The Americans with Disabilities Act, often referred to as the "ADA," prohibits employers from discriminating against certain individuals with disabilities when making employment decisions. This includes decisions relating to job application procedures, hiring and firing practices and policies, promotions, discipline, compensation, job training and many other "terms, conditions and privileges of employment."
Reasonable accommodations must be provided
Along with prohibiting discrimination, the ADA requires employers to make reasonable accommodations for disabled applicants or employees. A reasonable accommodation is simply an adjustment or modification an employer provides to enable individuals with disabilities to have equal employment opportunities. Of course, accommodations vary depending on what each individual needs, and not all individuals with disabilities will need the same accommodations.
Under the ADA, an employer is "required, absent undue hardship, to provide a reasonable accommodation to an otherwise qualified individual who meets the definition of disability…" The term "undue hardship" means that, if the accommodation requires significant difficulty or expense, the employer may not be required to provide that accommodation. According to a recent case in Kentucky, there is another exception to the requirement of providing an accommodation.
Accommodations cannot displace other employees
The ADA requires an employer to reassign an individual to a vacant position that is equivalent in terms of pay, status, or other relevant factors (e.g., benefits, geographical location), as long as the employee is actually qualified for the position. If there is no vacant equivalent position, the employer must reassign the employee to a vacant lower level position for which the employee is qualified. However, there is no requirement to make a position vacant for that employee.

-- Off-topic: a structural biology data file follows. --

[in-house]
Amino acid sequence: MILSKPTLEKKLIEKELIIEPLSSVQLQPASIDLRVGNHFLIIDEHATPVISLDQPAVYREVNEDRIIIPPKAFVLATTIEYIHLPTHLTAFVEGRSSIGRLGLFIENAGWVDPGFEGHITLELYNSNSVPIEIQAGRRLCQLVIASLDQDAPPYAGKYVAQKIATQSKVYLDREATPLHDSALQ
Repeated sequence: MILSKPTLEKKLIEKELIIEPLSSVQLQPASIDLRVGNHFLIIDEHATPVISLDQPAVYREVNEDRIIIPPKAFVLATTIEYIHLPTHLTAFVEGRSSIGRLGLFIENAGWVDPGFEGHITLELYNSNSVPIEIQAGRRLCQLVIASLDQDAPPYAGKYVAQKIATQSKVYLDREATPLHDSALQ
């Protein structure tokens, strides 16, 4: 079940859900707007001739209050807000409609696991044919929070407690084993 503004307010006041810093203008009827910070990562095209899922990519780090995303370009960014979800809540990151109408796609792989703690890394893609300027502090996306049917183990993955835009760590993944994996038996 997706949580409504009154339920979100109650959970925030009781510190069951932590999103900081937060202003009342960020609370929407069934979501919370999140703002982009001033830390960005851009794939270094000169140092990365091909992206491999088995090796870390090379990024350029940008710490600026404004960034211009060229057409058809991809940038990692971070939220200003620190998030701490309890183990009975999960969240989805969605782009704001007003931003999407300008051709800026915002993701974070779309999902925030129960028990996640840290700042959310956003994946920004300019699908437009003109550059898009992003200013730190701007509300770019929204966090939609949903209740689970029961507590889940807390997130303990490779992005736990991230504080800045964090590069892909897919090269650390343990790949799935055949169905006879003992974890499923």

In August of 2013, the United States District Court for the Eastern District of Kentucky heard a case involving a Lexington woman who suffered from anxiety and depression, which was considered a disability. Her requested accommodation was to be assigned to a different shift. One issue in that case was whether her requested accommodation was "reasonable." The District Court ultimately decided that "this duty [to accommodate] does not require employers to create new jobs [or] displace existing employees from their positions… in order to accommodate a disabled individual." As such, the employee was not entitled to the accommodation.
The same reasoning was used in another accommodation case, involving pregnancy. In Young v. UPS decided in January 2013, the Second Circuit Court of Appeals held as follows:
employers are not required to create additional employment that it would not otherwise have created, discharge any employee, transfer an employee with more seniority than the employee requesting the reasonable accommodation, or promote any employee who is not qualified to perform the job.
This means that, if you need some type of accommodation for your disability, it may be necessary to consider all options in order to find an accommodation that works both for you and your employer, but does not affect other employees in the performance of their duties. If you have any questions or concerns about your rights under the ADA, or any other issue regarding your employment, feel free to contact Michel | King Michel & Kingeither online or by calling us at (205) 265-1880.